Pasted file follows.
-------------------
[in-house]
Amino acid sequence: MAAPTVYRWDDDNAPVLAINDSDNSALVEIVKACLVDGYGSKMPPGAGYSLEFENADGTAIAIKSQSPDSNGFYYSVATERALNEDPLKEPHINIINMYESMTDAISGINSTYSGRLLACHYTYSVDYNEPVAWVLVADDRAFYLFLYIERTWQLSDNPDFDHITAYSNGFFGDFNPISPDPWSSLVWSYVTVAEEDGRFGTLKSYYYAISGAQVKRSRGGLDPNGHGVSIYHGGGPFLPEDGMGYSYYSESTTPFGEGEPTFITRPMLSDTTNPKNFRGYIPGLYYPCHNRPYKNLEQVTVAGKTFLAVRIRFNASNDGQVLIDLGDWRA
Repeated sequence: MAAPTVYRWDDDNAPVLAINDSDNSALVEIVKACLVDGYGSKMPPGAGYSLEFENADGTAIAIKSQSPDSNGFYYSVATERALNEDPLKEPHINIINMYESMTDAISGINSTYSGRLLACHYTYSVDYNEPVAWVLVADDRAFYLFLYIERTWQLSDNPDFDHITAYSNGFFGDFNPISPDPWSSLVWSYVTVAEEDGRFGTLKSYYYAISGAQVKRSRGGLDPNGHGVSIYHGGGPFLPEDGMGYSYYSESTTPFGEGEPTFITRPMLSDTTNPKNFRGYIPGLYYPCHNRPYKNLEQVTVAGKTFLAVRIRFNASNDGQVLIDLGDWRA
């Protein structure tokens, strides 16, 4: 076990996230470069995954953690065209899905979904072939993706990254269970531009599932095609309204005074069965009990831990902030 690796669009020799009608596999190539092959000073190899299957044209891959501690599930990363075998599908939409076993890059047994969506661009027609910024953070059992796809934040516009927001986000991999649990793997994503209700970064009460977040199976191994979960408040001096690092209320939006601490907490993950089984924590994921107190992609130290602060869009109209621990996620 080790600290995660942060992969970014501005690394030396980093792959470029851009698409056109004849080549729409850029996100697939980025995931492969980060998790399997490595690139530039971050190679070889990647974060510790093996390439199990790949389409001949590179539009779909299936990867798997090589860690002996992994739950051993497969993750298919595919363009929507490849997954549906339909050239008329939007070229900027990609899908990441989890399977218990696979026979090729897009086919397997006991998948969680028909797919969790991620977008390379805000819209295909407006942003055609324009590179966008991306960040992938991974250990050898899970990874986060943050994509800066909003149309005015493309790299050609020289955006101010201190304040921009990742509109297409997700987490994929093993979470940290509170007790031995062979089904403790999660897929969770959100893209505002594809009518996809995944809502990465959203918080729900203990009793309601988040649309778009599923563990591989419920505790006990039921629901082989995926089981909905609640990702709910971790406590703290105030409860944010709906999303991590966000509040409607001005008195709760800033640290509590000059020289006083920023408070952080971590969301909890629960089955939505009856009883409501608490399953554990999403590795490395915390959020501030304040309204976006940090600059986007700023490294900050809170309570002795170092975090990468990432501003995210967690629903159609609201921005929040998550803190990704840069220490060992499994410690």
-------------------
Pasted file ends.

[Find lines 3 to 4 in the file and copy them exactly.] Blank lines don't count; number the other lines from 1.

Repeated sequence: MAAPTVYRWDDDNAPVLAINDSDNSALVEIVKACLVDGYGSKMPPGAGYSLEFENADGTAIAIKSQSPDSNGFYYSVATERALNEDPLKEPHINIINMYESMTDAISGINSTYSGRLLACHYTYSVDYNEPVAWVLVADDRAFYLFLYIERTWQLSDNPDFDHITAYSNGFFGDFNPISPDPWSSLVWSYVTVAEEDGRFGTLKSYYYAISGAQVKRSRGGLDPNGHGVSIYHGGGPFLPEDGMGYSYYSESTTPFGEGEPTFITRPMLSDTTNPKNFRGYIPGLYYPCHNRPYKNLEQVTVAGKTFLAVRIRFNASNDGQVLIDLGDWRA
């Protein structure tokens, strides 16, 4: 076990996230470069995954953690065209899905979904072939993706990254269970531009599932095609309204005074069965009990831990902030 690796669009020799009608596999190539092959000073190899299957044209891959501690599930990363075998599908939409076993890059047994969506661009027609910024953070059992796809934040516009927001986000991999649990793997994503209700970064009460977040199976191994979960408040001096690092209320939006601490907490993950089984924590994921107190992609130290602060869009109209621990996620 080790600290995660942060992969970014501005690394030396980093792959470029851009698409056109004849080549729409850029996100697939980025995931492969980060998790399997490595690139530039971050190679070889990647974060510790093996390439199990790949389409001949590179539009779909299936990867798997090589860690002996992994739950051993497969993750298919595919363009929507490849997954549906339909050239008329939007070229900027990609899908990441989890399977218990696979026979090729897009086919397997006991998948969680028909797919969790991620977008390379805000819209295909407006942003055609324009590179966008991306960040992938991974250990050898899970990874986060943050994509800066909003149309005015493309790299050609020289955006101010201190304040921009990742509109297409997700987490994929093993979470940290509170007790031995062979089904403790999660897929969770959100893209505002594809009518996809995944809502990465959203918080729900203990009793309601988040649309778009599923563990591989419920505790006990039921629901082989995926089981909905609640990702709910971790406590703290105030409860944010709906999303991590966000509040409607001005008195709760800033640290509590000059020289006083920023408070952080971590969301909890629960089955939505009856009883409501608490399953554990999403590795490395915390959020501030304040309204976006940090600059986007700023490294900050809170309570002795170092975090990468990432501003995210967690629903159609609201921005929040998550803190990704840069220490060992499994410690």